You know what, I’m gonna watch it. I didn’t want to watch it before I did this because the movie we shot with Elijah Wood is going to be a very different direction. I didn’t want to be stuck in the first version, you know what I mean? It’s going to be so different, shot in POV. Elijah Wood is something that is half-angel/half-devil, so you don’t expect him as a killer/maniac, but I’m telling you, he’s the man! He’s the man for that movie, it’s going to be fantastic. Also, I love Alexandre Aja [the screenwriter] and horror movies when they’re well made. Aja did all my favorite horror movies. Also, Franck Khalfoun is the director, very talented, very modern rock ‘n’ roll guy. It was so cool. We shot it in downtown L.A., and it’s kind of a psychological movie with a maniac. You’re inside the maniac, and it’s very interesting.

CS: I watched the original recently, and the main character as played by Joe Spinell was unbelievably scuzzy yet winds up going out with Anna (Caroline Munro), this drop-dead gorgeous woman. It was almost absurd how she would be at all interested in this freak. Is the relationship your character has with Elijah a little more plausible?
They’re friends in the beginning, and he’s very intrigued by her work. She’s an artist, and that’s all I can say right now because [laughs] maybe the producers will say, “Ahh! You don’t have to say anything about the movie!” All I can say is it’s the horror movie genre but with many psychological sides. That’s what interested me in that project, because if you have a movie with only blood and screams it’s not interesting, I don’t like that.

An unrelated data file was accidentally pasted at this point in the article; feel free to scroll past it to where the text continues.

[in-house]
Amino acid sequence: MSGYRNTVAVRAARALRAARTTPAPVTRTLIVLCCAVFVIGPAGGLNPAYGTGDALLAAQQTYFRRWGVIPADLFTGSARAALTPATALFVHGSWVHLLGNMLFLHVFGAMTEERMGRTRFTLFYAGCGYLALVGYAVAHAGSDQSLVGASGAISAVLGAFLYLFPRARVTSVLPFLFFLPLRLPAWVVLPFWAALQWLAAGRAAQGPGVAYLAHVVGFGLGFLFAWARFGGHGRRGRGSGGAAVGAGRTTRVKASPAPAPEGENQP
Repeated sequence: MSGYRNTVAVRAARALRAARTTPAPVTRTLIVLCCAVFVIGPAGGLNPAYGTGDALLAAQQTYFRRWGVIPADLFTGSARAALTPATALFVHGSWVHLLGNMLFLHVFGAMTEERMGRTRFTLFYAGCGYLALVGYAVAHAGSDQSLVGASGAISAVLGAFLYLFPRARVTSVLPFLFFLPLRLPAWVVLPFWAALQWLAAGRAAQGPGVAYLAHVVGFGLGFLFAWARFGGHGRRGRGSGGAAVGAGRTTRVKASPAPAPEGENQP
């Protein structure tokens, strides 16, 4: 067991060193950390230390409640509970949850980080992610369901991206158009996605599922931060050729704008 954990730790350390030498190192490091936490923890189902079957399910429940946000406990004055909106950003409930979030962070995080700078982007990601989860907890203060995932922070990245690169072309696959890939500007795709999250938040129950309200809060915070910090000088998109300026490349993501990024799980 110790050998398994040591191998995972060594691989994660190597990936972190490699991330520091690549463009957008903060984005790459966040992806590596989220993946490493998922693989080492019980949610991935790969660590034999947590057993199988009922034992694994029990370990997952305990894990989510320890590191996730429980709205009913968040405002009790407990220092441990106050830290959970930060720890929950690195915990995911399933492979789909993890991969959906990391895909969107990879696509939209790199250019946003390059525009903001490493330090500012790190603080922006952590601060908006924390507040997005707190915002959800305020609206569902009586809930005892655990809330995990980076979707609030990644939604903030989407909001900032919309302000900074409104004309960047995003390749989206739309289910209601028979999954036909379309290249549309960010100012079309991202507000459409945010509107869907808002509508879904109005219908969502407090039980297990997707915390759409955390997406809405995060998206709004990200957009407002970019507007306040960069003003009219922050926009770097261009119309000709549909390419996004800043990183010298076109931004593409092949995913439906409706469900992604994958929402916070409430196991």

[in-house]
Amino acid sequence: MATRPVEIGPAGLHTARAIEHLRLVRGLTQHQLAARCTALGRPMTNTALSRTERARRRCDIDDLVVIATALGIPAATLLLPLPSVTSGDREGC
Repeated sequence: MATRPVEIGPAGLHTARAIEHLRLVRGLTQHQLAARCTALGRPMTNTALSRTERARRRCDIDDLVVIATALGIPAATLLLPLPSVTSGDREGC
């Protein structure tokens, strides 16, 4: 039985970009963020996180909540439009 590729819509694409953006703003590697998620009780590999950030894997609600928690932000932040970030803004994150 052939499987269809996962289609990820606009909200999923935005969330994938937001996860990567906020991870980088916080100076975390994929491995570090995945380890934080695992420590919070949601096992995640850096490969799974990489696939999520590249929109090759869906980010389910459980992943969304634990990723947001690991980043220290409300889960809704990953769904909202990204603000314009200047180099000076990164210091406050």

CS: You did a musical already, but is there a Broadway musical that hasn’t been adapted yet that you’d be interested in doing as a movie?
Have you seen “Chicago”? That’s one of my favorite musicals for sure. And maybe do a remake of “My Fair Lady,” who knows? I love all the movies of Jacques Demy, like “The Umbrellas of Cherbourg,” that’s fantastic. He did a movie with Catherine Deneuve called “Peau d’Âne” which is a musical about incest! (laughs) It was very modern for that period of time and very disturbing but very original and maybe to do a remake of that would be interesting.

Safe House opens in theaters on Friday, February 10.